Meeting Date: January 27, 2021
Presenter: Brianna Howell-Spooner
Article: Grabeel KL, Russomanno J, Oelschlegel S, Tester E, Heidel RE. Computerized versus hand-scored health literacy tools: a comparison of Simple Measure of Gobbledygook (SMOG) and Flesch-Kincaid in printed patient education materials. J Med Libr Assoc. 2018 Jan;106(1):38-45. doi: 10.5195/jmla.2018.262. Epub 2018 Jan 2. PMID: 29339932; PMCID: PMC5764592.
1) Had anyone heard of the Simple Measure of Gobbledygook and Flesch-Kincaid measurements before? What do you know about them?
- Never heard of them.
- Yes, SMOG
- Yes, Flesch-Kincaid
2) Are these measurements comparable? Is either a good choice for comparison of consumer health materials?
- Not comparable
- Hand scoring is more manipulable,
- “Hand-scoring patient education materials allows evaluators to work directly with the text, alerting them to multisyllabic words and long sentences”
- Flesch-Kincaid could be done by hand but it would be too much work
- Electronic is more feasible because it’s built into the word processors, but the hand-scored one is more accurate if done correctly
- The graphic layout can throw off the mathematics
- Period and decimal would be read the same, electronic -1 CHI
3) Are these reading level measurements sensitive enough for health/medical materials?
- SMOG seems like a blunt instrument, based on =>3-syllable words, certain medical condition’s names are much longer
- Greater chance for a higher grade level
- What was Flesch-Kincaid first developed for? Was it for literacy grading in actuality or just a theoretical model? This will affect its measurement capabilities
4) Is it worth the extra time to run a hand scoring literacy measure?
- Context, if a practitioner is meeting with someone they know has the literacy level, no problems
- Practitioners need to be aware, levels stated could be wrong or could be area dependent (university reading level, but in Law)
- The materials which a patient can pick up independently of communication with a medical practitioner are where you want to see the proper scoring for literacy levels
- No chance for the practitioner to check understanding
- Really need to know your audience
- New disease, you’re going to want to make sure that the information is at the lowest common denominator for literacy to the widest audience
- Dangerous to assume level, need to be careful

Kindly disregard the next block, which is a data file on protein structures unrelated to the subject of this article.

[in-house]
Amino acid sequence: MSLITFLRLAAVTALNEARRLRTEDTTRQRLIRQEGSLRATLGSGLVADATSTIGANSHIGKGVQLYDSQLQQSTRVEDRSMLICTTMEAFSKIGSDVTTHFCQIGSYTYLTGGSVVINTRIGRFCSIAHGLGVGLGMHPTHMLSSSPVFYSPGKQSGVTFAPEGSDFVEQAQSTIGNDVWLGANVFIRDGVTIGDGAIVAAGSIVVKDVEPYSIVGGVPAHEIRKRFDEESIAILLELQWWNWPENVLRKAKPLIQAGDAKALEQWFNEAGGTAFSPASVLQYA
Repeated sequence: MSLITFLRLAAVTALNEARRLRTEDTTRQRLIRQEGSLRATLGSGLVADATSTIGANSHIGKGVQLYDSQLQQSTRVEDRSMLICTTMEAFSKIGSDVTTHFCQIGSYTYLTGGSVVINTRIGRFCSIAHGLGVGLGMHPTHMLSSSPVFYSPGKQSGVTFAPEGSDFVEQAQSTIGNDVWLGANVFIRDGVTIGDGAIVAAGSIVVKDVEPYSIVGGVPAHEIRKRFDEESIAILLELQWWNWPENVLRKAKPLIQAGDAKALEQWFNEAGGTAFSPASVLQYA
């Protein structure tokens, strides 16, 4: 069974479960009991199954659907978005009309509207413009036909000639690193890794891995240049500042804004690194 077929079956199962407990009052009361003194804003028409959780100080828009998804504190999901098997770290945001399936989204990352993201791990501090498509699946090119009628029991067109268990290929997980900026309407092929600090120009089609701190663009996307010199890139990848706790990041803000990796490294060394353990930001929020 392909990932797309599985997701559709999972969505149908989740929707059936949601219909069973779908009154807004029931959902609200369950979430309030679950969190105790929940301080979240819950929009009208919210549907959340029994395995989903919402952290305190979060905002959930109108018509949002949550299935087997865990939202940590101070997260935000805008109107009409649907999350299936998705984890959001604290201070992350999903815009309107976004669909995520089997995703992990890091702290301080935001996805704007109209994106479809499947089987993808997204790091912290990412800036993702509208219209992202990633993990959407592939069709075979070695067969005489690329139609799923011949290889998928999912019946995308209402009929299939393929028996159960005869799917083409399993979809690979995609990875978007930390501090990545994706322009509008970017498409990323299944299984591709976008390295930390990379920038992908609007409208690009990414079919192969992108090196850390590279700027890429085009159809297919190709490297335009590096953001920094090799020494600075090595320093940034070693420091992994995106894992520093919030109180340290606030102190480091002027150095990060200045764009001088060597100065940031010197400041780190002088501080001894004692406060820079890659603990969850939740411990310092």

- The fault of the health practitioner, not explaining the whole context,
- Health practitioner need to learn how to teach health information
- Don’t have the skills, to talk to the patient to give them the right/correct/contextual information
5) 81.8% (9/11)of the custom-designed (by the health authority) patient education materials scored above 6th grade reading level in the Flesch-Kincaid assessment, and 100% scored above the 6th grade reading level using SMOG, it is important that literacy assessments of patient education materials are conducted. How could the library help in hospital and during the education of healthcare providers?
- Used to sit on the committee (CEAC) for giving input on the information itself (not grade level)
- Could work on this again now that we’ve amalgamated?
- NS health authority does include health materials for patients
6) Patient and Family Resource Centres offer patient education materials that are usually provided to them by other publishers, either internal to the hospital or from trusted sources. Should periodic assessments of these materials be done by the librarians? How do/can we, as librarians, get others to adhere to the 6th grade level?
- Agreement which instrument to use? Do we average them?
- F-K is easier but is it the most accurate?
- Committees don’t like using external, like to personalize them to SK patient in front of them
- Are they looking at our resources at the library for patient education?
- Some of our resources at the library are customizable
- What grade level do we tell them to adhere to?
- Does the MLA, ALA even have a grade reading level cut off for literacy? Health literacy?
Thoughts? Opinions? Snacks?
- What roll do we as librarians might play with CHI resources?
- New learning
- One member is going to forward information to instructors for a course she’s helping with
- Applicable to Sask, demographically
- Yes! Maybe academic librarians can somehow embed this into the curriculum of nursing and medical students. Teach them how to identify the appropriate resources and reading level and to speak at that level with their future patients. They should be trained on that from the beginning